Alan chose this rather nice 1909 photograph which features in the Flickr stream of the National Archives of Norway. He noted that if one is of a theming disposition, you might want to go to the ballet, or the dancehall, or the theatre or anywhere you find lots of chiffon and over-dramatic poses. I have some of those, but I kept going back to a more simple life. So for this 237th Sepia Saturday offering, I present the following 1930 photo.
|Fifth Grade Irish Dancers from Altamont Elemetary School, Klamath Falls, Oregon|
May 7, 1930
To me, this has always been an interesting photo that was taken at the end of one phase of life and the beginning of another. My mother, Ruth Sigford, was the dark-haired girl, 2nd from the right. At this time, my mother lived with her parents, her younger sister Gail, her older brother Clem, and one of her older twin sisters on what they called the "McQueen" place. This was a nice little farm located a few miles southeast of Klamath Falls and a farm where they could grow or raise most of their food.
My mother and aunt Gail told a number of stories about living at the McQueen place. Evidently, during the Prohibition years liquor was "run" out of the McQueen place and both my mother and aunt remember the basement storage for jugs of whiskey. I am sure that this was an irritant to my tea-totaling grandmother. Mother and Gail were the youngest of the family, and they remembered snuggling in their upstairs bed,deep in the quilts that Grandma pieced, and enjoying the aroma of Grandma's fresh baked bread or biscuits, and sizzling bacon. It seems that the years at the McQueen place were good years for the Sigford family. A welcome reprise from the difficult years after losing the only home they ever owned to fire, followed by several years of subsistence farming only to be wiped out by a year with no rain. Such was the life of dry-land farmers in the Klamath Basin.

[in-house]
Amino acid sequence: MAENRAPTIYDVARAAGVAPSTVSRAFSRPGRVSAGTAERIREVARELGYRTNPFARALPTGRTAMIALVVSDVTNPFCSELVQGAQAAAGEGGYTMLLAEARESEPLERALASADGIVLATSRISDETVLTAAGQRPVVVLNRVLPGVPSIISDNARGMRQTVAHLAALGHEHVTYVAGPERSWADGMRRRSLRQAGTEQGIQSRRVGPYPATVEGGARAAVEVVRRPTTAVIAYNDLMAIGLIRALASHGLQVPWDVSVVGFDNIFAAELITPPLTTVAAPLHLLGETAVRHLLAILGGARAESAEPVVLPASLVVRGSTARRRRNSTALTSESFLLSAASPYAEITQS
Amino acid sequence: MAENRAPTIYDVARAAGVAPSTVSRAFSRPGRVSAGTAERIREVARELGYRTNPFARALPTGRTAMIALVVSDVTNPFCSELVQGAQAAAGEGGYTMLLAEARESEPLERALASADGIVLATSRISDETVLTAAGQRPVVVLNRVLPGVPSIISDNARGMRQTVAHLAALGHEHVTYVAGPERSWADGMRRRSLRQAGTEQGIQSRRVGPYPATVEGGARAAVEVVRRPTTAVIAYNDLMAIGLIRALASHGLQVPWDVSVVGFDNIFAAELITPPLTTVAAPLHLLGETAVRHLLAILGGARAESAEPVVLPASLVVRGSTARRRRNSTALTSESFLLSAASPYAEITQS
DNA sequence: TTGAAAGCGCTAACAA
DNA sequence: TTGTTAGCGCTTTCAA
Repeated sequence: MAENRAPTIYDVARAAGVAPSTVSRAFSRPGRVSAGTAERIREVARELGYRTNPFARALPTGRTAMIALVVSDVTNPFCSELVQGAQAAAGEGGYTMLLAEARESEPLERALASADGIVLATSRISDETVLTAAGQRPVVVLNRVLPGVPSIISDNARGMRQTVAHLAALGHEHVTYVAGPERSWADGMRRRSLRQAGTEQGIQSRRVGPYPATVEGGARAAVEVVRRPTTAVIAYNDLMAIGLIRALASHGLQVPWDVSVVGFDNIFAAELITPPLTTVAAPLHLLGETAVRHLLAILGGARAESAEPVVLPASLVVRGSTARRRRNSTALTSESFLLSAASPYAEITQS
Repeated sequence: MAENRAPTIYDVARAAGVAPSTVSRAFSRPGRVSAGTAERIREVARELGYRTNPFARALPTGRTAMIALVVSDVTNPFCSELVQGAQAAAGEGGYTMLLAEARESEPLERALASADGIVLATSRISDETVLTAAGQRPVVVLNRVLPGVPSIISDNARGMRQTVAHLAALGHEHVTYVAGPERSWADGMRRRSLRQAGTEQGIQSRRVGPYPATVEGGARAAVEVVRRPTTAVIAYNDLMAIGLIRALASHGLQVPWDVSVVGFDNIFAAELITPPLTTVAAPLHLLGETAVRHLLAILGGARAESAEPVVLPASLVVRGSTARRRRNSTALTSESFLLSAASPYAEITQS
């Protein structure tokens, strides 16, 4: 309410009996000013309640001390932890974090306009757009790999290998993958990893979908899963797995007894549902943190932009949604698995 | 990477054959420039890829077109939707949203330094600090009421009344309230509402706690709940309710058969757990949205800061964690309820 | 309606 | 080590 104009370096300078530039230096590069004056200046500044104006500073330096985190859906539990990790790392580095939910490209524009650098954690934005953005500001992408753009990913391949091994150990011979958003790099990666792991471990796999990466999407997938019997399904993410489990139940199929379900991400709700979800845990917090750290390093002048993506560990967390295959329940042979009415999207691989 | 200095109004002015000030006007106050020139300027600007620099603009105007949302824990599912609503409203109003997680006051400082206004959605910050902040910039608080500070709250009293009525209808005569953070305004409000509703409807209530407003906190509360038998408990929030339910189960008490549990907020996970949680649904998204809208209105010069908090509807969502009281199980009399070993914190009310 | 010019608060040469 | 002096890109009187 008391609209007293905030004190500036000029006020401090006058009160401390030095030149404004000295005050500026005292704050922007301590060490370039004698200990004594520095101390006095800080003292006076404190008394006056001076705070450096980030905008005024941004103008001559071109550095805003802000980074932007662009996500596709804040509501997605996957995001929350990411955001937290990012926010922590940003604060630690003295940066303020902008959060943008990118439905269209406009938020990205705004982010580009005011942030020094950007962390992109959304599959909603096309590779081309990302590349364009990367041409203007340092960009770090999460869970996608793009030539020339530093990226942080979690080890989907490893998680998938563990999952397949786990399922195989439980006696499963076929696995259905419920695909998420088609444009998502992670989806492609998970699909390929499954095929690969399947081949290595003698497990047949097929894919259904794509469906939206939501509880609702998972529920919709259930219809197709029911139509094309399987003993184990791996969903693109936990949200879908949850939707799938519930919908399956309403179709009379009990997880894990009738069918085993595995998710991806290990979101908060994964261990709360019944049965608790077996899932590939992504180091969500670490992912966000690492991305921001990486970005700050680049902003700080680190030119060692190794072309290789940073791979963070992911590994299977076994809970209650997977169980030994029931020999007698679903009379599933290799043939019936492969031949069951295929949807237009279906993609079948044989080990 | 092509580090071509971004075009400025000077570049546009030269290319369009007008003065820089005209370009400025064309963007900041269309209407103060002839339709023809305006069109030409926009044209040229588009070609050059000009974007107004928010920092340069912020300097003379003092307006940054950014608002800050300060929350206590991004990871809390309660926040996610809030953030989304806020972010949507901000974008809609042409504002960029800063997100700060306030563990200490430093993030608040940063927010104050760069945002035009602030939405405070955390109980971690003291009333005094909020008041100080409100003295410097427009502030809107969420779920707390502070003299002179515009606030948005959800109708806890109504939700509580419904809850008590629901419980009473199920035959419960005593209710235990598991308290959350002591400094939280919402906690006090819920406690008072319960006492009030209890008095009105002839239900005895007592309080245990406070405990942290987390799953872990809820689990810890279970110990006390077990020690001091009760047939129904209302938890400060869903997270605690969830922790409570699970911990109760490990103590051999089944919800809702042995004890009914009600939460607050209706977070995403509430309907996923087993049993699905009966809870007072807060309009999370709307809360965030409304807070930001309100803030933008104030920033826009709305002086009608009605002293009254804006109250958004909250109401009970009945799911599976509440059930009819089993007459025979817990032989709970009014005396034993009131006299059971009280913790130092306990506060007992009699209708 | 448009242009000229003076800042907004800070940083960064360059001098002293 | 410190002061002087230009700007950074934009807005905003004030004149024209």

The family had had a good summer of 1925, when Grandpa with his team of horses worked on "rocking" the road from Agency Lake to Klamath Falls. When they got back to Klamath Falls, Grandpa had enough money to get them situated onto the McQueen place. Grandma's life too must have been a bit easier as the children were older. During this period she had time for luxury sewing and a number of doll quilts, rugs, and such were made for my mother and aunt Gail. But all was not perfect. My uncle Clem loved football, but they lived far enough from the high school so that he couldn't get to football practice. According to his younger sisters, his life was ruined and he ran away --- tho not far. Grandpa found him the next day up, some twenty miles or so north, near Algoma, where he had "hopped" a freight train. Once Grandma's beloved Clemmie was back in the fold, she started lobbying for moving in town where Clemmie could play football -- and hopefully not run away again.
And so this picture taken at the end of the school year of 1930 marked the last year the Sigford family lived at the McQueen place. They did move to town, and although the Wall Street Crash which occurred six months before had not yet affected this part of southern Oregon, everything would again change for my mother's family. The family would no longer live on a farm with chickens, a cow, and a garden. Work became hard to find. My grandpa, nearing sixty years of age, could only find work at the CCC camps. Grandma depended on county assistance for food and clothes for her children. Their lives, like so many others, spiraled downward into poverty.
Seventy years later, on my mother's 80th birthday, our family threw yet another annual birthday bash for our mother, complete with skits by grandchildren and great grandchildren. One of the acts, was a re-enactment of these Irish dancers of my mother's childhood. She laughed and told stories, and commented that our quick- homemade-makeshift costumes were not quite like the one she remembered. However the circle was brought full close in the joy and laughter of the Irish jig.
Sepians have for our entertainment.
~ ~ ~
Sepians have for our entertainment.
~ ~ ~
© Joan G. Hill, Roots'n'Leaves Publications